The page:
Wolfenstein: Youngblood, PS4 Review

I’ll be honest, this has been a tricky Review to work on. Wolfenstein: Youngblood, thanks to collaborative talents of Arkane Studios and Machine Games, is a weird mash-up of video game ideas that I could have loved.

However due to poor characters, bad gameplay mechanics and literally idiotic design choices around a reliance on Co-Op, I grew to seriously dislike this series off-shoot.

Even the franchises you love can have bad days…

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Attack on Titan 2 – Final Battle Review (Xbox One X)

To be honest, I’m not sure what I just played… when you enter the land under constant threat from the Titans. And unless you are have seen the Anime series of the same name I’m willing to bet that you will have the same ‘What the hell?!?!’ moment I had.

I guess you could could call A.O.T.2 – Final Battle the ‘Lady Gaga in a meat suit’ of gaming. It is pretty good at what it does, but really? What are you thinking???

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Call of Duty: ‘Realistic’ Warfare.

Another meaty article from Gamer-Girl Guest contributor, Nina. This time sharing some thoughts on games, the media and how they deal with limits being pushed.

For as long as anyone can remember, the relationship between the video games industry and mainstream media has been riddled with misapprehension. Whenever games are involved in News stories, they’re often antagonistic or misrepresent the medium, usually said ‘articles’ come in conjunction with a Rockstar Games release, when we get the obligatory claims that violent video games make kids violent.

Today, I wanted to focus on the a recent example of a game/media clash that  involves a specific game that is rumored to feature very realistic depictions of war.

That game is, of course, the new Call of Duty: Modern Warfare (2019).

A reboot of the original Modern Warfare game, the new COD is set to release on the 25th of October, but Infinity Ward has already treated fans and the media to trailers that show off the game’s new graphic engine and direction. And it’s that last part, the new direction, that has people excited, including me.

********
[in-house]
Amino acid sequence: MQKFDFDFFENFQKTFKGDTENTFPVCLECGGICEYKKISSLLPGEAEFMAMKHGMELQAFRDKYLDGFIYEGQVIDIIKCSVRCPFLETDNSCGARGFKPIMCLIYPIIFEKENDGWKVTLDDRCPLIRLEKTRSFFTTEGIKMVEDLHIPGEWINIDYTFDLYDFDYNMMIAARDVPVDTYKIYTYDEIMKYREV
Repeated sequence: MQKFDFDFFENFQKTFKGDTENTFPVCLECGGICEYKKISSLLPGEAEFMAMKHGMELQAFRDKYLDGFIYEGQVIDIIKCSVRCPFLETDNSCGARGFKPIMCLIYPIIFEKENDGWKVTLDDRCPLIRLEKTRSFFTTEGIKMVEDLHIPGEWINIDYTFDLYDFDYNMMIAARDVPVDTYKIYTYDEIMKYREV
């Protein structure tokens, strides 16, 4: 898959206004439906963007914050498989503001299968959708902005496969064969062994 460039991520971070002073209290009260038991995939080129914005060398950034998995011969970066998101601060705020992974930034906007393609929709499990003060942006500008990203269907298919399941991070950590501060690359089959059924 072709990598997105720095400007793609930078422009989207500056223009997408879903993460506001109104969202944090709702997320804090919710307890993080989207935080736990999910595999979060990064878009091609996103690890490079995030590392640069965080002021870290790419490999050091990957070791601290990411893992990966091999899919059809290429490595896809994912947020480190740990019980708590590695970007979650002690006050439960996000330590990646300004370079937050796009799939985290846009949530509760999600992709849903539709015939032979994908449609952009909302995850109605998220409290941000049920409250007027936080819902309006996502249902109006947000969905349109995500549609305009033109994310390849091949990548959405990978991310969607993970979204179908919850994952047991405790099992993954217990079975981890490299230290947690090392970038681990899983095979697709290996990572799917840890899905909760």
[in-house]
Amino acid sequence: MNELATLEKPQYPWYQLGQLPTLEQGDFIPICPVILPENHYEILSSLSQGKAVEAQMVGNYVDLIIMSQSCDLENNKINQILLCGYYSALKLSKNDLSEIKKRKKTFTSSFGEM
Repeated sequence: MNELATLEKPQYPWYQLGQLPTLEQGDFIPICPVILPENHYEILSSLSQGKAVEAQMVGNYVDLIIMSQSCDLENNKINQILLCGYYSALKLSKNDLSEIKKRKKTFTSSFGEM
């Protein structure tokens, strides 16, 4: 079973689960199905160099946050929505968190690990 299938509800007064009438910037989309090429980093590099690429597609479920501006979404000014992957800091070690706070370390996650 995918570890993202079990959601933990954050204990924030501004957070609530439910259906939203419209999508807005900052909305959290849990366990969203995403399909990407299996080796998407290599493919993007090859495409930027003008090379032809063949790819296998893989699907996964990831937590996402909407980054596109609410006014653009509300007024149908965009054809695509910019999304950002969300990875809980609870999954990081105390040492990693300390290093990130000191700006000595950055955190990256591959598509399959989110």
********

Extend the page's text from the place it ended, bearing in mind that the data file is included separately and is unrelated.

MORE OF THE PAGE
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Xbox – Lynx (for gamers)

I’m not sure how it came about, probably one marketing person talking to another, maybe they wanted to do something about influencers smelling of Bullshit, maybe it was because Gamers alledgely smell of teenage stockpiles stashed under their beds.

Also, it’s been around for well over a month, but sometimes when the PR guys decide not to send you something to review, you have to buy it yourself if you really want to try it out. This is just as true for games and hardware as it is for grooming products.

So here we are, a week after I spent $12 in Coles to try out the Xbox flavour Lynx and to see if it really did lift my game.

Overall, it has been a neat little spike for exposure on both brands, has it won over consumers? Probably not. Has it won over the Influencers, streamers and gang that gushed over their care packages? Well, let’s file that under Anthem shall we.

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Judgment review: Treading the streets of Kamorucho again

I absolutely love Sega’s Yakuza games, a rich, slightly quirky crime series set in the fictional Japanese city of Kamurocho, so it’s no surprise that I have fallen head first into Sega’s Judgment (PS4 exclusive), a game not directly set in the Yakuza universe but there’s some elements that the two games share, nonetheless.

It’s hardly surprising there are similarities in game play, though: Judgment’s made by Ryu Ga Gotuku Studio (Ryu Ga Gotuku is actually Japanese for Yakuza), the same studio behind some of the latter Yakuza games, and while there’s no appearance of the Dragon of Dogma Kazuma Kiryu in Judgment, the setting is a familiar one for fans of the Yakuza series: Kamurocho, a fictional Japanese city modelled on the real-world Kabukich?, Tokyo’s most well-known “red-light” district.

I have to say, it’s great to be wandering the streets of Kamurocho again with it’s bright lights and streets layered with signs and craziness.

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Observation review [PC]: When a sentient AI goes bad …